Making hydrogen-powered cars possible…one molecule at a time

MASc candidate Shwetank Yadav uses Computational Materials Engineering to increase sustainable energy storage capacity in vehicles


Yadav’s Computational Materials Engineering models depicting strong hydrogen adsorption in graphene defects

April 01, 2014 

The quest for lightweight and efficient hydrogen storage is an ongoing challenge in energy systems design. In particular, the deployment of hydrogen to power vehicles – whose by-product is water – heavily depends on the efficiency of the storage materials itself in order to be considered viable for on-board usage.

In 2009, the United States Department of Energy (US DOE) revised its On-Board Hydrogen Storage System Targets to 5.5 wt. % hydrogen by 2015. In other words, the storage tank needs to be lightweight and efficient enough such that the hydrogen fuel is mostly used to power the vehicle, and not to carry the storage device itself.

Yadav investigated the use of controlled defects in the graphene itself in order to promote hydrogen molecule binding to the graphene surface.

In recent research – graphene, which is a one-atom thick sheet of carbon – has been studied to be one of the best nanomaterials suited to meet targeted hydrogen storage requirements. While it has been promised that metal-decorated graphene can achieve 5.5 wt. % hydrogen storage, experimental techniques have demonstrated a much lesser capability. However, a computational approach performed at the University of Toronto has proposed another way to achieve this storage capacity to an even greater extent.


Shwetank Yadav | MASc Candidate, Materials Science & Engineering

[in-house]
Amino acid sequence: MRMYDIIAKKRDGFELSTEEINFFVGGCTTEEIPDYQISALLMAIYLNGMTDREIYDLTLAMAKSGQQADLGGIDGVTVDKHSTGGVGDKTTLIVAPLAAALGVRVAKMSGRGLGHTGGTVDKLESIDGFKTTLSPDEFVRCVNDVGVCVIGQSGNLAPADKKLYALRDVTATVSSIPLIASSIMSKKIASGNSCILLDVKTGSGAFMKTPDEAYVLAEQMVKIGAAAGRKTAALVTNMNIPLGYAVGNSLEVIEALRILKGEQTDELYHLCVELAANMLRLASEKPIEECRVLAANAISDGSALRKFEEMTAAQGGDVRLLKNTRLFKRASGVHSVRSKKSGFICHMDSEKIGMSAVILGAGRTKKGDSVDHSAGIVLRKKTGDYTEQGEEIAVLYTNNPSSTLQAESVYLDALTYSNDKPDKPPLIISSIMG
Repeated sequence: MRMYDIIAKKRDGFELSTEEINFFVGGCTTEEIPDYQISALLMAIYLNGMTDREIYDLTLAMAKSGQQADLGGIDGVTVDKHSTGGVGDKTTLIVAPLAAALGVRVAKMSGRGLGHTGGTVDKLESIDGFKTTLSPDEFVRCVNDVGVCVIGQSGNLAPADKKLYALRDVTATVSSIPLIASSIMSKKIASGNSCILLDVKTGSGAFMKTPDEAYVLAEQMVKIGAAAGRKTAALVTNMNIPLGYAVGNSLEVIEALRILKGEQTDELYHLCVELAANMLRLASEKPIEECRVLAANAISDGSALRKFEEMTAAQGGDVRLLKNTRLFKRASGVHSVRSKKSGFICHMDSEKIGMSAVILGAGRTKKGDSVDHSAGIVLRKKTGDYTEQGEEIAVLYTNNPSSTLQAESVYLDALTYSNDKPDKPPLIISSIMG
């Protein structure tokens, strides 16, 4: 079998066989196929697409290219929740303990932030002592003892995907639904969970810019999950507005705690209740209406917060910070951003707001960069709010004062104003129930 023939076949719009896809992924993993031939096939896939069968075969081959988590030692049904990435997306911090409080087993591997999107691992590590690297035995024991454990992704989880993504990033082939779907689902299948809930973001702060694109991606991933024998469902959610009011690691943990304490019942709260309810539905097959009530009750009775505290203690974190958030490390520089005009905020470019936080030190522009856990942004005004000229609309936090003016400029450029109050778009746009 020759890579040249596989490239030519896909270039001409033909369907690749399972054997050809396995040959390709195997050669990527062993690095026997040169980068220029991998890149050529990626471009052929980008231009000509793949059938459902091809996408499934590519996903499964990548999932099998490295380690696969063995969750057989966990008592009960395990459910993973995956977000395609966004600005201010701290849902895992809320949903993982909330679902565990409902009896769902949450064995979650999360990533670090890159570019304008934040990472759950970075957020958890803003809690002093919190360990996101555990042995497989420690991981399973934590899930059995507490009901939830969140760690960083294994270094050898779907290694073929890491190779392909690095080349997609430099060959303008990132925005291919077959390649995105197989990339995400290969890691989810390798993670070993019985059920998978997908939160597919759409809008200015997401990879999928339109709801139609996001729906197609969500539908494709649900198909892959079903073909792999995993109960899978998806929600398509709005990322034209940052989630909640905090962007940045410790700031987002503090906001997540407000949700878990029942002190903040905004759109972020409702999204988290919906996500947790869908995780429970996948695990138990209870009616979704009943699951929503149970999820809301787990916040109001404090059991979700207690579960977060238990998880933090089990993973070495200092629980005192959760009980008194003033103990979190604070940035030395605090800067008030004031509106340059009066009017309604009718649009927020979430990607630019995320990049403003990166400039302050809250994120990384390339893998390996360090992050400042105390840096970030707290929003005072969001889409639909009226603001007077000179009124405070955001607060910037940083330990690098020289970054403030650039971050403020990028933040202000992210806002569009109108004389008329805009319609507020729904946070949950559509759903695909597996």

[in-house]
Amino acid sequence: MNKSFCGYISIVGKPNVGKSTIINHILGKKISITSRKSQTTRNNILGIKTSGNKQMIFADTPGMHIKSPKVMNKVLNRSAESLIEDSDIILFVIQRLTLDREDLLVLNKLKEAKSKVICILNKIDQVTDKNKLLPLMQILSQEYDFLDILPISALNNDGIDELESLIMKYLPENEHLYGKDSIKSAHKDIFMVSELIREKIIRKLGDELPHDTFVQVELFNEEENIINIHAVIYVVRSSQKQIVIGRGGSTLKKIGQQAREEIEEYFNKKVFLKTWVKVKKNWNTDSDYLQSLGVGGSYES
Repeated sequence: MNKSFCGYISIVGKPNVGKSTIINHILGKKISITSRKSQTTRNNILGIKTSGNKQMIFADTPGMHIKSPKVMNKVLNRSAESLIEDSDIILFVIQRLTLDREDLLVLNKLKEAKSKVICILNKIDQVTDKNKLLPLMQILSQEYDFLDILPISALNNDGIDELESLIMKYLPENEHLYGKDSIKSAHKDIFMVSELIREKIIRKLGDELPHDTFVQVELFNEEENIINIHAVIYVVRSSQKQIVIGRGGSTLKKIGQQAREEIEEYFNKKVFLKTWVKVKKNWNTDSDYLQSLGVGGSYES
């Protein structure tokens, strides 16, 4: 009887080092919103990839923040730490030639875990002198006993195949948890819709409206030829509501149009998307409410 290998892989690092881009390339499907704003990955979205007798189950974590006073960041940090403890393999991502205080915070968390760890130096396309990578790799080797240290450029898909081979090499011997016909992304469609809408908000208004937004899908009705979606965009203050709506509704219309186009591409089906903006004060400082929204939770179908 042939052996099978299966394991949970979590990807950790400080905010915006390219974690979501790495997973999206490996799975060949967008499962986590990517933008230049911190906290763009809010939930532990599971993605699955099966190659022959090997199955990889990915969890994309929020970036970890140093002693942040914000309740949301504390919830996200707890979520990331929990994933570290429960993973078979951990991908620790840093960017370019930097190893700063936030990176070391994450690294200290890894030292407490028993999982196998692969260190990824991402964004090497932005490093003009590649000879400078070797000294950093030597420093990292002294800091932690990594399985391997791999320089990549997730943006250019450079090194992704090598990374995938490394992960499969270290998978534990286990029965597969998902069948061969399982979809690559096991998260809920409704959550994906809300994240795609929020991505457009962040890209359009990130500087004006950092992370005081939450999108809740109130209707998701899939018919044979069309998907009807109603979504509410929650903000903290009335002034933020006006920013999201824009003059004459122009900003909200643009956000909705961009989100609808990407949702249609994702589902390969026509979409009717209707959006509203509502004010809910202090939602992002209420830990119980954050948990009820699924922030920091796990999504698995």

Shwetank Yadav, a U of T materials science and engineering MASc candidate in Assistant Professor Chandra Veer Singh’s Computational Materials Engineering Laboratory investigated the use of controlled defects in the graphene itself in order to promote hydrogen molecule binding to the graphene surface.

Employing a computational approach known as Density Functional Theory (DFT), Yadav’s modelling and manipulation of these controlled defects has yielded a maximum hydrogen storage capacity of 7 wt. % without the need for metal-decoration. The full work, titled “Defect Engineering of Graphene for Effective Hydrogen Storage” was published on March 26, 2014 in the International Journal of Hydrogen Energy (Volume 39, Issue 10).

“The availability of computational materials engineering has dramatically increased our ability to develop new materials by providing accurate data that was once obtained through experimental trials,” said Professor Singh. “Congratulations to Shwetank on his first publication, and to undergraduate student and second author Zhihui (Laura) Zhu as well, whose award-winning preliminary work contributed to this full publication.”